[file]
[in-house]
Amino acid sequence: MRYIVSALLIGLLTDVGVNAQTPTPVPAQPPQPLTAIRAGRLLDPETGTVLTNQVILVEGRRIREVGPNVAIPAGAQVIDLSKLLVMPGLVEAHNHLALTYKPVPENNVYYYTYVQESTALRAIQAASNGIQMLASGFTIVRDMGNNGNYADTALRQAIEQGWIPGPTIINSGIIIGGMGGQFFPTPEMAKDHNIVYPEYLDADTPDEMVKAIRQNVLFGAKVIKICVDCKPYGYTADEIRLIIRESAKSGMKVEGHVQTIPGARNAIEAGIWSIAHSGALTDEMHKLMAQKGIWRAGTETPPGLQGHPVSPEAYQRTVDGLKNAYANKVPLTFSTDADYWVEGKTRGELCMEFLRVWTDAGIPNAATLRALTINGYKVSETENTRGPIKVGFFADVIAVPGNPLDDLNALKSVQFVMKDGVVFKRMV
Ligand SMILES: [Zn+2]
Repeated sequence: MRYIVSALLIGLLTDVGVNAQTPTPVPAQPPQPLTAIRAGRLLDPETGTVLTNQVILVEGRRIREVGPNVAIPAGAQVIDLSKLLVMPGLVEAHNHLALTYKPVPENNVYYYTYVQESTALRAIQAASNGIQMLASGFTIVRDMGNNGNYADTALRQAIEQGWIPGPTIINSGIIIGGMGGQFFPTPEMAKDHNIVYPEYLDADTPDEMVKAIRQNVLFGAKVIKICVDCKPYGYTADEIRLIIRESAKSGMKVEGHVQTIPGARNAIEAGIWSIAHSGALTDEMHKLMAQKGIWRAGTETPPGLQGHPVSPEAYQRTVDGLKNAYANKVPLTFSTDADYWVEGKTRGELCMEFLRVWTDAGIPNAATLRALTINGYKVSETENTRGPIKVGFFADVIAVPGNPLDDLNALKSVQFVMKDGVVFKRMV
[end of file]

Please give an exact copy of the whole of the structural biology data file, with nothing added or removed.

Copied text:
[in-house]
Amino acid sequence: MRYIVSALLIGLLTDVGVNAQTPTPVPAQPPQPLTAIRAGRLLDPETGTVLTNQVILVEGRRIREVGPNVAIPAGAQVIDLSKLLVMPGLVEAHNHLALTYKPVPENNVYYYTYVQESTALRAIQAASNGIQMLASGFTIVRDMGNNGNYADTALRQAIEQGWIPGPTIINSGIIIGGMGGQFFPTPEMAKDHNIVYPEYLDADTPDEMVKAIRQNVLFGAKVIKICVDCKPYGYTADEIRLIIRESAKSGMKVEGHVQTIPGARNAIEAGIWSIAHSGALTDEMHKLMAQKGIWRAGTETPPGLQGHPVSPEAYQRTVDGLKNAYANKVPLTFSTDADYWVEGKTRGELCMEFLRVWTDAGIPNAATLRALTINGYKVSETENTRGPIKVGFFADVIAVPGNPLDDLNALKSVQFVMKDGVVFKRMV
Ligand SMILES: [Zn+2]
Repeated sequence: MRYIVSALLIGLLTDVGVNAQTPTPVPAQPPQPLTAIRAGRLLDPETGTVLTNQVILVEGRRIREVGPNVAIPAGAQVIDLSKLLVMPGLVEAHNHLALTYKPVPENNVYYYTYVQESTALRAIQAASNGIQMLASGFTIVRDMGNNGNYADTALRQAIEQGWIPGPTIINSGIIIGGMGGQFFPTPEMAKDHNIVYPEYLDADTPDEMVKAIRQNVLFGAKVIKICVDCKPYGYTADEIRLIIRESAKSGMKVEGHVQTIPGARNAIEAGIWSIAHSGALTDEMHKLMAQKGIWRAGTETPPGLQGHPVSPEAYQRTVDGLKNAYANKVPLTFSTDADYWVEGKTRGELCMEFLRVWTDAGIPNAATLRALTINGYKVSETENTRGPIKVGFFADVIAVPGNPLDDLNALKSVQFVMKDGVVFKRMV